Quite often I ask a shop owner, “Hey, how’s it going?” The usual response is, “Great! We are so busy!”
But are you making money?
That is a different concept entirely.
Here’s why I’m bringing this up. A few days ago a shop owner scheduled a time to chat with me about his shop. He had purchased my eBook, “Price for Profit” and had completed the exercises on determining what it actually cost him on average to screenprint a shirt.
The numbers floored him.
He’s Just Like You
Like a lot of shops, he is a mix of full-retail pricing and contract work. He started bringing in contract stuff “to keep the presses moving”.
Now it’s a good chunk of his business.
For pricing, he’s charging what he’s always been charging. The reason he bought the book is that he had a sneaky suspicion that his pricing has been off. Originally it was based on what “everyone around me was doing.”
Now, with a shop loaded with equipment and people he’s busier than ever…but not making the profit he wants to see.
Hence the need to dig into his numbers. He did the right thing.
What He Found Was Shocking
That’s why he wanted to talk to me. “This can’t be right!”, he said. What it actually costs me on average to print is more than what I can charge for contract printing.
He’s filled his schedule up with contract jobs. It’s the classic case of busy being busy…not busy being profitable.
This is how he realized that he needs to move into a different direction for his business. Using the right tool can do that.
Why Math Is Important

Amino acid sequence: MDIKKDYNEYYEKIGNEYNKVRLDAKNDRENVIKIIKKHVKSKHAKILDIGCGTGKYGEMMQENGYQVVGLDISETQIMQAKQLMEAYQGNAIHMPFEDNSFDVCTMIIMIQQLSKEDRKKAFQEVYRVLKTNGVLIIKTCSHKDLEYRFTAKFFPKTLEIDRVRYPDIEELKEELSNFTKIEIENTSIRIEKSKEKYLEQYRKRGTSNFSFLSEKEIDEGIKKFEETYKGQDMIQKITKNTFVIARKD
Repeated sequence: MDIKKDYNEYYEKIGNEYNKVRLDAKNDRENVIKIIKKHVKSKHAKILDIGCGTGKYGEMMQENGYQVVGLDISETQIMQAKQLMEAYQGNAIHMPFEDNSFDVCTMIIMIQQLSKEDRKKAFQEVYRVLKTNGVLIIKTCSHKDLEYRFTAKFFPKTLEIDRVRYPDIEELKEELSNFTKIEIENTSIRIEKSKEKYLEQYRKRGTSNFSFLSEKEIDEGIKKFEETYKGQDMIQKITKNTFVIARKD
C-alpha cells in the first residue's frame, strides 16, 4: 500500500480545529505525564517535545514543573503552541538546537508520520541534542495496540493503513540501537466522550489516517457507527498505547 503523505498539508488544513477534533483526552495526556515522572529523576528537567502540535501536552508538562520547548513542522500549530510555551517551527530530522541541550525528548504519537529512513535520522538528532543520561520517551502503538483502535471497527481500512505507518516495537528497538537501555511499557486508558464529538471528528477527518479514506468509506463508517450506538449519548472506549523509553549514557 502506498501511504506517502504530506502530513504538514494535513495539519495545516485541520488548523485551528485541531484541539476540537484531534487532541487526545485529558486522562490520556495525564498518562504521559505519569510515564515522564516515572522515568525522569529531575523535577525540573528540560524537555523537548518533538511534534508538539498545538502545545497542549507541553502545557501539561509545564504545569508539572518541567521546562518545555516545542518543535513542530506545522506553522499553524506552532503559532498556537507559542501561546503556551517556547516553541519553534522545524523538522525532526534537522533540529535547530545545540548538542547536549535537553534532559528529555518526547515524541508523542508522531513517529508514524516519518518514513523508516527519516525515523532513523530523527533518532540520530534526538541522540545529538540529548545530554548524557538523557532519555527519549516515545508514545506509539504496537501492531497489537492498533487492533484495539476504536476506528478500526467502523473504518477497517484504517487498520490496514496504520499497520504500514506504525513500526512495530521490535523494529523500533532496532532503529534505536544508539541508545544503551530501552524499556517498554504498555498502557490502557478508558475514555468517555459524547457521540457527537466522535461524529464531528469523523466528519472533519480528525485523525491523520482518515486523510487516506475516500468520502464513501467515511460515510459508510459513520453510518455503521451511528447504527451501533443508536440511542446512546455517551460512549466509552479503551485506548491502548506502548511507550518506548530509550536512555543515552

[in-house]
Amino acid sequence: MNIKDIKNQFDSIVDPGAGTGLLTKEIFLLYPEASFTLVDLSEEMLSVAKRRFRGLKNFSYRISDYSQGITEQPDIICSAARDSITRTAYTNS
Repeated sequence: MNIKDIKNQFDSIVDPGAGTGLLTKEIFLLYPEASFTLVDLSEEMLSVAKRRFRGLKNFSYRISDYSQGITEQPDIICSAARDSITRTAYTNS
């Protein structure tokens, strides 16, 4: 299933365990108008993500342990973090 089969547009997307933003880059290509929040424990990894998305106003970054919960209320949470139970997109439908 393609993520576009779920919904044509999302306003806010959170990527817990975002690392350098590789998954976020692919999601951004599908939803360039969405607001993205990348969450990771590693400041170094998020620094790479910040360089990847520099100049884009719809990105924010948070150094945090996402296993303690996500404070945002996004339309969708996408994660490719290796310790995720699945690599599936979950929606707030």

There are two types of people.
Math people that dig getting into the numbers, because it’s fun!
And Non-Math people that avoid it like a week-old moldy ham sandwich on the sidewalk of New York City.
I’m in the Non-Math group. Way back in my caveman days, I was an art director. That side of my brain is what works better. Math? Fuggetaboutit.
That all changed when I started moving up in my career into the operations side of the industry. The old adage, “You can’t manage what you don’t measure” is absolutely true.
Numbers are your friend.
If you don’t know your numbers you are essentially lost and just guessing. Which means, you guessed it, doing some math.
Sadly, very few shops in this industry have their fingers on the pulse with their metrics. It is simply easier to just check the bank statements to see if they are making money.
How do I know this? That’s what you guys tell me just about weekly during a phone chat with anyone who wants “to figure things out with his shop”…or “help me get to the next level”.
Flip the Script
Stop being busy being busy.
I hate to tell you this, but a huge chunk of the work that you are bringing in isn’t driving solid profits to your bottom line. It’s just not.
You need to dig deeper.
Shops that are in the contract decoration game and are successful at it, are the kings of measuring and knowing their numbers. They are profitable because they know what they are doing. They have things dialed in.
If you are dabbling in “contract” to try to fill out your schedule, and you truly don’t have a clue what it costs you to run those jobs you are fooling yourself.
You can’t just use your normal price list and think you are making a profitable difference to your bottom line.
Also, maybe you don’t ever run any contract work ever. That doesn’t mean you are off the hook either. Are you doing what it takes to understand what it costs you to run your business, your operational efficiency, and how they are linked to how to build your pricing?
Want more money at the end of the quarter? Start by understanding your math.
If the math doesn’t make sense, you need to make some changes. Be busy being profitable.
Which means that you may need to start charging more for your work.